By Ed O'Keefe
Washington Post Staff Writer
Monday, February 21, 2011; 5:36 PM
According to an Office of Personnel Management report submitted to Congress last week, just less than 6 percent of the federal workforce - or 113,946 employees - teleworked in 2009, an increase of more than 11,000 workers from the previous year.
Of those who used the option, more than two-thirds did so at least once a week, OPM said. A majority of teleworkers are women and rank-and-file workers, with few managers taking advantage of the option. Seventy-nine percent of teleworkers are 40 or older and have worked for the government for more than 20 years.
OPM compiled its figures by reviewing its Employee Viewpoint Survey, which tracks federal work satisfaction.
Some agency officials and federal workers unions pushed Congress for years to approve legislation allowing federal employees broader flexibility to work from home when necessary, arguing that the option would cut down on long commutes, increase productivity and keep federal agencies operating in the event of bad weather or terrorist attacks in the Washington area. Obama also argued that the option would help federal agencies stay competitive with private-sector companies that allow employees to work from home.
In his report, OPM Director John Berry said teleworking programs are effective because participants "can only be judged by their results. Those who can't perform and can't improve can't hide behind their desks. It is up to management to give our employees clear direction and support and then trust them to deliver."
The report came as more than 38,000 employees spent at least one day working at home last week to show the financial and environmental benefits of teleworking. Most of the participants were Washington-area federal employees, according to the Telework Exchange, an advocacy group sponsoring the program.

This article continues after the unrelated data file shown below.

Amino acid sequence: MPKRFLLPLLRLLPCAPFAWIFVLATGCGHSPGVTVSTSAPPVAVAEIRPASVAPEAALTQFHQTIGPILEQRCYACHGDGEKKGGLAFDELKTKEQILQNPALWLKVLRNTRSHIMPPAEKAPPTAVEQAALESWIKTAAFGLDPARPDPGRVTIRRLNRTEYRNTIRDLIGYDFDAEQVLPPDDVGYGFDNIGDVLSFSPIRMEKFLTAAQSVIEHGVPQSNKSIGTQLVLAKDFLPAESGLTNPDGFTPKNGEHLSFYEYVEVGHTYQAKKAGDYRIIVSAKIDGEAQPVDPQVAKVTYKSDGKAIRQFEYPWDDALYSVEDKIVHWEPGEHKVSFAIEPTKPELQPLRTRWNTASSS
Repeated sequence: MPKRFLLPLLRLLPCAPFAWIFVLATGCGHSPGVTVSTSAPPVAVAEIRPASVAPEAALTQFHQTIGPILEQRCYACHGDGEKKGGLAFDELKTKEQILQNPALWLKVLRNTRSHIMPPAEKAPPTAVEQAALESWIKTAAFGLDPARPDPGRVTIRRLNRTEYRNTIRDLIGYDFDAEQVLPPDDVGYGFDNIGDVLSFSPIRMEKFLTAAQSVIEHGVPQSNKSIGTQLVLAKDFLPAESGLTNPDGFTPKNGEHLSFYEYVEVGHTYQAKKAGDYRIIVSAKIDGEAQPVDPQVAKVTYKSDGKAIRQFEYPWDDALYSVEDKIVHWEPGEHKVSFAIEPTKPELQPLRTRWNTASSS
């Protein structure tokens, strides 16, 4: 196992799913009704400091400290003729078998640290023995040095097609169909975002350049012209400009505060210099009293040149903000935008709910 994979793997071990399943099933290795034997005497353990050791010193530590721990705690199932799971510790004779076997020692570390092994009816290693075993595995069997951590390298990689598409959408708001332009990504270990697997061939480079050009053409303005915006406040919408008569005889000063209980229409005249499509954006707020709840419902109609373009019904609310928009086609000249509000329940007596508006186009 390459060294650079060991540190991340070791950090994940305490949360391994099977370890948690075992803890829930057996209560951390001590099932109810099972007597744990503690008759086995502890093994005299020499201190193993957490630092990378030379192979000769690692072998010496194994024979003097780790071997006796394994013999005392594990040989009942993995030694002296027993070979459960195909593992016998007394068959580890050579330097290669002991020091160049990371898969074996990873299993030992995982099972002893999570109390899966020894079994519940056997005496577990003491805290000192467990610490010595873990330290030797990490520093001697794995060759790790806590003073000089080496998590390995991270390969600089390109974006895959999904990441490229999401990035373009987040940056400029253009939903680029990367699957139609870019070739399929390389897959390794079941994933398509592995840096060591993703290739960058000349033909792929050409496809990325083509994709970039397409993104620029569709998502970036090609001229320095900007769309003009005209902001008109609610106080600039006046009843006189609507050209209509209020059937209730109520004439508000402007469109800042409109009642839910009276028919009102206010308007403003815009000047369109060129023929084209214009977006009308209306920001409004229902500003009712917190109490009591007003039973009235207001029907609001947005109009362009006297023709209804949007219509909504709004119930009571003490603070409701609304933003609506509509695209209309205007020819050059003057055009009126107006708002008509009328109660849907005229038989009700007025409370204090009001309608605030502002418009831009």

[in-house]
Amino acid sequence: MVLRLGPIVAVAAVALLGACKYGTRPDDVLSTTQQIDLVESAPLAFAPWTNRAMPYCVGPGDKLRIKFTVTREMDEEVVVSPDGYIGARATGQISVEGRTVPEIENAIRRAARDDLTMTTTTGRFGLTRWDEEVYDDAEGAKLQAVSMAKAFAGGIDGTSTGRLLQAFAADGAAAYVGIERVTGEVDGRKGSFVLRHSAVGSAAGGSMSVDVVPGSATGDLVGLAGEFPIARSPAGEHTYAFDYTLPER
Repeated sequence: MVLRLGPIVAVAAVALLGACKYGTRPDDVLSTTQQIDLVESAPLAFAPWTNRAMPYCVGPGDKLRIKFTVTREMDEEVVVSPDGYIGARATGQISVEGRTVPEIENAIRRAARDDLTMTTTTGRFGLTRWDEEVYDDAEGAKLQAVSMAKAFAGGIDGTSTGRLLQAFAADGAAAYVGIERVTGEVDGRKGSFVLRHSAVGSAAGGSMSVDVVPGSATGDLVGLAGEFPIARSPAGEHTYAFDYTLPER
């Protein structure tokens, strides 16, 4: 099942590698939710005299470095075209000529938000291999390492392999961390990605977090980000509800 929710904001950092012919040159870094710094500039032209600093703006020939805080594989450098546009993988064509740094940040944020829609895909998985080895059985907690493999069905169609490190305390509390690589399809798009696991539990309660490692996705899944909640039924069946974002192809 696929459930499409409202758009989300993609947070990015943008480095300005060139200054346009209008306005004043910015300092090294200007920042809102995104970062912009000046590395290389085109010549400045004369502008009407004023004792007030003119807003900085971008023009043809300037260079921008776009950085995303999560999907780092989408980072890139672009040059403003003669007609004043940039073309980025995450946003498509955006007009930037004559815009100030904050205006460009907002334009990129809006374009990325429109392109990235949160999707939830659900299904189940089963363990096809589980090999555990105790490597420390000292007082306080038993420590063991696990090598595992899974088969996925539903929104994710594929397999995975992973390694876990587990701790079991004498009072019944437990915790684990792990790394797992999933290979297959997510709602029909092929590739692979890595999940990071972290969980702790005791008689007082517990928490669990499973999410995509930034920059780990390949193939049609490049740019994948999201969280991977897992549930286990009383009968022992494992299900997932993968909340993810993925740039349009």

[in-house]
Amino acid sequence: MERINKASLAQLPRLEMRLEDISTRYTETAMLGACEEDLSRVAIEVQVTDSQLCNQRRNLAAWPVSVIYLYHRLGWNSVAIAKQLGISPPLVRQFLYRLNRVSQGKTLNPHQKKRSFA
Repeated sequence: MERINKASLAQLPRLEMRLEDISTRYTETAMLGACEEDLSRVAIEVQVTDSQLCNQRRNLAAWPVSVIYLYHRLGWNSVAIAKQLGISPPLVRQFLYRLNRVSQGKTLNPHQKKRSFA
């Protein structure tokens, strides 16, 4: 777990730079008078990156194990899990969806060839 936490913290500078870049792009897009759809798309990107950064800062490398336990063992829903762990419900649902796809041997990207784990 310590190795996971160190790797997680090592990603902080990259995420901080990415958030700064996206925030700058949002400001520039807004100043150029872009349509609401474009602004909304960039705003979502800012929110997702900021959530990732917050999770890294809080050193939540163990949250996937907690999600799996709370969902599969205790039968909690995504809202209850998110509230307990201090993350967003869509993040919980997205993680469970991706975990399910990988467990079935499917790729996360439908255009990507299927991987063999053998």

Participants were expected to save more than $2.7 million in commuting costs and about 1,800 tons of emissions, the group said.
Despite the savings, statistics released Thursday suggest that most eligible federal employees still are working within the walls of federal buildings.
In an effort to boost participation levels, Rep. Rob Wittman (R-Va.) reintroduced a bill last week that would give tax breaks of up to $1,000 to cover related expenses to teleworkers who use the option at least 75 days a year.
Wittman's 1st District covers portions of Northern Virginia and the Hampton Roads region, where traffic remains a big issue, he said. "The recent 'thundersnow' storm, during which many Virginians experienced hours of delay in their commute times, illustrates the need for flexibility in the workplace, and especially the ability to work from the comfort and safety of one's home," he said in a statement.
The option also helps federal employees be more satisfied with their work, according to data compiled by the nonpartisan Partnership for Public Service. The group, which maintains a content partnership with The Washington Post, dug into the findings of its Best Places to Work survey. It found that workers not given the option of working from home are the least satisfied in the federal workforce.
Teleworkers also said they thought bosses were holding them accountable for their work to the same degree as those who work at the office - conclusions that appear to dispel the concerns of some federal managers who believe that employees working remotely can't be held responsible for their performance, the report said.